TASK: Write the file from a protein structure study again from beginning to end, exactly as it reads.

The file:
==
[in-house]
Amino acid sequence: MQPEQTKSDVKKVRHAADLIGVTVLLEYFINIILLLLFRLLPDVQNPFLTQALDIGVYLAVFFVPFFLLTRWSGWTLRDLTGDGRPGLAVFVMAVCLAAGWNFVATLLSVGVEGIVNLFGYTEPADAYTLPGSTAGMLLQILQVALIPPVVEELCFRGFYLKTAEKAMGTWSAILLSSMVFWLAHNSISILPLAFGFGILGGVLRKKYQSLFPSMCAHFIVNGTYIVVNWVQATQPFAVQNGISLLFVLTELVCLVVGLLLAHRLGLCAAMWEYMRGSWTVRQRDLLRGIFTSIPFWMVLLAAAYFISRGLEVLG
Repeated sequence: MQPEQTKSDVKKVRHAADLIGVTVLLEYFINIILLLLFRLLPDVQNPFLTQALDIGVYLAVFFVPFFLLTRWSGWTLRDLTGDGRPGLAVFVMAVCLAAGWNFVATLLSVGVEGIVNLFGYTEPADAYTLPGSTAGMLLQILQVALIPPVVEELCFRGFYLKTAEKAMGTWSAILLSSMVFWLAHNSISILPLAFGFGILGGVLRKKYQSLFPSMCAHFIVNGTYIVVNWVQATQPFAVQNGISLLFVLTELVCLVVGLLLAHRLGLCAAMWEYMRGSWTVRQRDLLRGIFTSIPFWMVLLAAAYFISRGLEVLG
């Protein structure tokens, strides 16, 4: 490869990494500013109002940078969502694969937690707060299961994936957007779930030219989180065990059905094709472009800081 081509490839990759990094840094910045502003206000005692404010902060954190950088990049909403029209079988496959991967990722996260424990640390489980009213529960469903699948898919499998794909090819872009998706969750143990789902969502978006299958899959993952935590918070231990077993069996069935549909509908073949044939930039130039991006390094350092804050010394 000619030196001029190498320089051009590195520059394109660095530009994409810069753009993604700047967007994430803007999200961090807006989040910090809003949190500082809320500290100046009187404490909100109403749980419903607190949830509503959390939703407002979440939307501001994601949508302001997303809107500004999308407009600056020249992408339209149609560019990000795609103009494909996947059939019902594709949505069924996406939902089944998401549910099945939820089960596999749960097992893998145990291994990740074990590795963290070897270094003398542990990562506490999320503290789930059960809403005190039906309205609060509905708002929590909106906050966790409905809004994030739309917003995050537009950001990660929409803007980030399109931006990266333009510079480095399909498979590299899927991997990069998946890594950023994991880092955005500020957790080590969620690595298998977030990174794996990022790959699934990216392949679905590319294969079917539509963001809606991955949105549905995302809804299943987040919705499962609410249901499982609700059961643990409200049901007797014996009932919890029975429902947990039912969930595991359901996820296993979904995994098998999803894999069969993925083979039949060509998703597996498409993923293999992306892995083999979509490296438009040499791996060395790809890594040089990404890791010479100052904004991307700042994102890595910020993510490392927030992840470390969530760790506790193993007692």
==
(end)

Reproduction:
[in-house]
Amino acid sequence: MQPEQTKSDVKKVRHAADLIGVTVLLEYFINIILLLLFRLLPDVQNPFLTQALDIGVYLAVFFVPFFLLTRWSGWTLRDLTGDGRPGLAVFVMAVCLAAGWNFVATLLSVGVEGIVNLFGYTEPADAYTLPGSTAGMLLQILQVALIPPVVEELCFRGFYLKTAEKAMGTWSAILLSSMVFWLAHNSISILPLAFGFGILGGVLRKKYQSLFPSMCAHFIVNGTYIVVNWVQATQPFAVQNGISLLFVLTELVCLVVGLLLAHRLGLCAAMWEYMRGSWTVRQRDLLRGIFTSIPFWMVLLAAAYFISRGLEVLG
Repeated sequence: MQPEQTKSDVKKVRHAADLIGVTVLLEYFINIILLLLFRLLPDVQNPFLTQALDIGVYLAVFFVPFFLLTRWSGWTLRDLTGDGRPGLAVFVMAVCLAAGWNFVATLLSVGVEGIVNLFGYTEPADAYTLPGSTAGMLLQILQVALIPPVVEELCFRGFYLKTAEKAMGTWSAILLSSMVFWLAHNSISILPLAFGFGILGGVLRKKYQSLFPSMCAHFIVNGTYIVVNWVQATQPFAVQNGISLLFVLTELVCLVVGLLLAHRLGLCAAMWEYMRGSWTVRQRDLLRGIFTSIPFWMVLLAAAYFISRGLEVLG
């Protein structure tokens, strides 16, 4: 490869990494500013109002940078969502694969937690707060299961994936957007779930030219989180065990059905094709472009800081 081509490839990759990094840094910045502003206000005692404010902060954190950088990049909403029209079988496959991967990722996260424990640390489980009213529960469903699948898919499998794909090819872009998706969750143990789902969502978006299958899959993952935590918070231990077993069996069935549909509908073949044939930039130039991006390094350092804050010394 000619030196001029190498320089051009590195520059394109660095530009994409810069753009993604700047967007994430803007999200961090807006989040910090809003949190500082809320500290100046009187404490909100109403749980419903607190949830509503959390939703407002979440939307501001994601949508302001997303809107500004999308407009600056020249992408339209149609560019990000795609103009494909996947059939019902594709949505069924996406939902089944998401549910099945939820089960596999749960097992893998145990291994990740074990590795963290070897270094003398542990990562506490999320503290789930059960809403005190039906309205609060509905708002929590909106906050966790409905809004994030739309917003995050537009950001990660929409803007980030399109931006990266333009510079480095399909498979590299899927991997990069998946890594950023994991880092955005500020957790080590969620690595298998977030990174794996990022790959699934990216392949679905590319294969079917539509963001809606991955949105549905995302809804299943987040919705499962609410249901499982609700059961643990409200049901007797014996009932919890029975429902947990039912969930595991359901996820296993979904995994098998999803894999069969993925083979039949060509998703597996498409993923293999992306892995083999979509490296438009040499791996060395790809890594040089990404890791010479100052904004991307700042994102890595910020993510490392927030992840470390969530760790506790193993007692």